Boeing suspended operations for more than 100 of its aircraft Sunday after an engine on a United Airlines flight from Denver caught fire and fell apart, scattering debris in a Colorado neighborhood before the plane landed safely.
The suspensions apply to the model airplane used in Saturday's flight to Hawaii, the 777 powered by Pratt & Whitney 4000-112 engines, the company said in a statement.
Sixty-nine of the aircraft were in use, Boeing said. Fifty-nine more were in storage. The company said the suspensions would remain in effect until the Federal Aviation Administration identified an "appropriate inspection protocol" for the aircraft.
The department administrator, Steve Dickson, said earlier that he ordered "stepped-up" inspections of the aircraft after consulting with a team of aviation safety experts.
"Based on the initial information, we concluded that the inspection interval should be stepped up for the hollow fan blades that are unique to this model of engine, used solely on Boeing 777 airplanes," he said.
United said it was immediately grounding its fleet of 24 Boeing aircraft equipped with the Pratt & Whitney engines. The airline said that it was working with federal investigators and regulators and that it expected a small number of customers to be inconvenienced while it switched the aircraft.
Federal officials said that only the U.S., South Korea and Japan use planes with the PW4000 engine and that United is the only American airline that uses them.
Reuters, citing Japan's Aeronautical Service Information Center, said Japan also halted aircraft from flying with Pratt & Whitney engines.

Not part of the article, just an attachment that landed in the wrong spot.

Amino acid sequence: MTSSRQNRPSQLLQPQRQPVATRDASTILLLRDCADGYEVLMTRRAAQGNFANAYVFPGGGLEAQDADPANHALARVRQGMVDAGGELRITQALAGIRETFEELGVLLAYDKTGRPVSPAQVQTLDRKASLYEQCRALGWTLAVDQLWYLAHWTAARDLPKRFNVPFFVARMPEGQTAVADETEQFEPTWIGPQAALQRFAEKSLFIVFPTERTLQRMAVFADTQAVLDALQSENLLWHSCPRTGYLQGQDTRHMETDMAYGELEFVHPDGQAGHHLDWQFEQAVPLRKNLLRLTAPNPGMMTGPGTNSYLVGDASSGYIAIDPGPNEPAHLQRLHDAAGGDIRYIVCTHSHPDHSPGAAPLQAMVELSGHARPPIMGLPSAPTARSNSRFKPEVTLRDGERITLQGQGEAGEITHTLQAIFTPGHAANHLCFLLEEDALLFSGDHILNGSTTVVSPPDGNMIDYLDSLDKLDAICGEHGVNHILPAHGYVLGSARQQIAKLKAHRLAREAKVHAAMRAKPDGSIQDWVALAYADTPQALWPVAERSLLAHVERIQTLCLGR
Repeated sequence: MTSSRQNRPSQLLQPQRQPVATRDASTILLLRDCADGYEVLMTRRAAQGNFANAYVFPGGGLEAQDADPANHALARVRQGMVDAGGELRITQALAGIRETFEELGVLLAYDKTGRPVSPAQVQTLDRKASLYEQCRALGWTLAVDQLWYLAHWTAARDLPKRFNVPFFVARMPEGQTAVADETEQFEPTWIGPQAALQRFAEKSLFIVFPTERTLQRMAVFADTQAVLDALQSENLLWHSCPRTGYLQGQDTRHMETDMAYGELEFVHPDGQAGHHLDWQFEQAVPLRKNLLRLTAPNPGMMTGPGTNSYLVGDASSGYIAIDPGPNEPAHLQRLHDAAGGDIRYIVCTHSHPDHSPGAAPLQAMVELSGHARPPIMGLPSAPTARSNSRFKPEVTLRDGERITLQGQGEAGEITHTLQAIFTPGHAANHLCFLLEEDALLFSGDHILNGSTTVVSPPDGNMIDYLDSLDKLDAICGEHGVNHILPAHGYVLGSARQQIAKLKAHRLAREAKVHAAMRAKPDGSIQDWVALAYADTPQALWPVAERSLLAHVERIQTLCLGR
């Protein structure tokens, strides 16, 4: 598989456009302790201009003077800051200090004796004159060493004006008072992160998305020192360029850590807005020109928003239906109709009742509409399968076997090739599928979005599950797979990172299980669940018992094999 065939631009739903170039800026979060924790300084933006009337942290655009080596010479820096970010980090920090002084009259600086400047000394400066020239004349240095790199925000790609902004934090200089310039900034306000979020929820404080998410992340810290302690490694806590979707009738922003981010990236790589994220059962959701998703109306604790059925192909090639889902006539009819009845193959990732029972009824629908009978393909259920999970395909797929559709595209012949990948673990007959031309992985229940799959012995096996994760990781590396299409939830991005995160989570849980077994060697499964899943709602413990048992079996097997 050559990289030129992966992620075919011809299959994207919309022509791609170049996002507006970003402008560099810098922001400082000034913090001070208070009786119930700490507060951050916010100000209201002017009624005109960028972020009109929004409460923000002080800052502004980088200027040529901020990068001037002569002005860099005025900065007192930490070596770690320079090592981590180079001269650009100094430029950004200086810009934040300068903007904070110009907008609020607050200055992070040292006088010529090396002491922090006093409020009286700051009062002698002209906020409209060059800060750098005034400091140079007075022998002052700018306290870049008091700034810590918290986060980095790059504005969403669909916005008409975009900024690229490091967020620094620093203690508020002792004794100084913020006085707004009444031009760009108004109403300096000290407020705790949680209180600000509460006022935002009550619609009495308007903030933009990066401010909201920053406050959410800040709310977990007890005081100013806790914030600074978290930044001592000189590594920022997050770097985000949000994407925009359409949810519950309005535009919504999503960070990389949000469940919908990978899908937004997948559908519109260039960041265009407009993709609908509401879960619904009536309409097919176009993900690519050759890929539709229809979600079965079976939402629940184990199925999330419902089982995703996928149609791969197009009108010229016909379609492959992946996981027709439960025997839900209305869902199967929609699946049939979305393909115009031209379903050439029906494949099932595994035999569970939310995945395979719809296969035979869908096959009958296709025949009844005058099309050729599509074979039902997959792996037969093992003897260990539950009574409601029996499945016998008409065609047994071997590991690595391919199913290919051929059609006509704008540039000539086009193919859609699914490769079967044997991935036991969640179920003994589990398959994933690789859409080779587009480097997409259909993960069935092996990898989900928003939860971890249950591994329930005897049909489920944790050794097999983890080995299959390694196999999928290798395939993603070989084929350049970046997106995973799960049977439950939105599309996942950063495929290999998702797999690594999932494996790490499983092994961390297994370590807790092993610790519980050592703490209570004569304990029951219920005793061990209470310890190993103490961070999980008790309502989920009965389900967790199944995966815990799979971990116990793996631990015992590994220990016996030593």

In its statement, Boeing said it supported the moves by aviation authorities in the United States and Japan.
Pratt & Whitney did immediately responded to requests for comment.
Video from a passenger on United Flight 328 — which was carrying 231 people to Honolulu on Saturday — showed one of the plane's flaming engines falling apart in the sky. A pilot reported a "mayday" and told air traffic control that the plane had had an "engine failure," authorities said.
Large pieces of metal fell into a neighborhood in Broomfield, Colorado; there were no reports of injuries. The pilot turned the plane around and landed safely at Denver International Airport.
The incident is the latest black eye for Boeing as it attempts to regain public confidence following two fatal crashes involving its 737 Max jets. The Max was grounded worldwide in March 2019 after a Lion Air crash in October 2018 in Indonesia killed 189 people and was followed five months later by an Ethiopian Airlines crash that caused the death of all 157 people aboard.
After the disaster, Boeing's CEO was ousted and several executives left the company, which agreed to pay $2.5 billion to settle a Justice Department investigation and admit that employees misled regulators about the safety of the Max.
The recertified Boeing 737 Max completed its first U.S. commercial flight in December, almost two years after the grounding.
Boeing still faces lawsuits by the families of passengers who died in the crashes.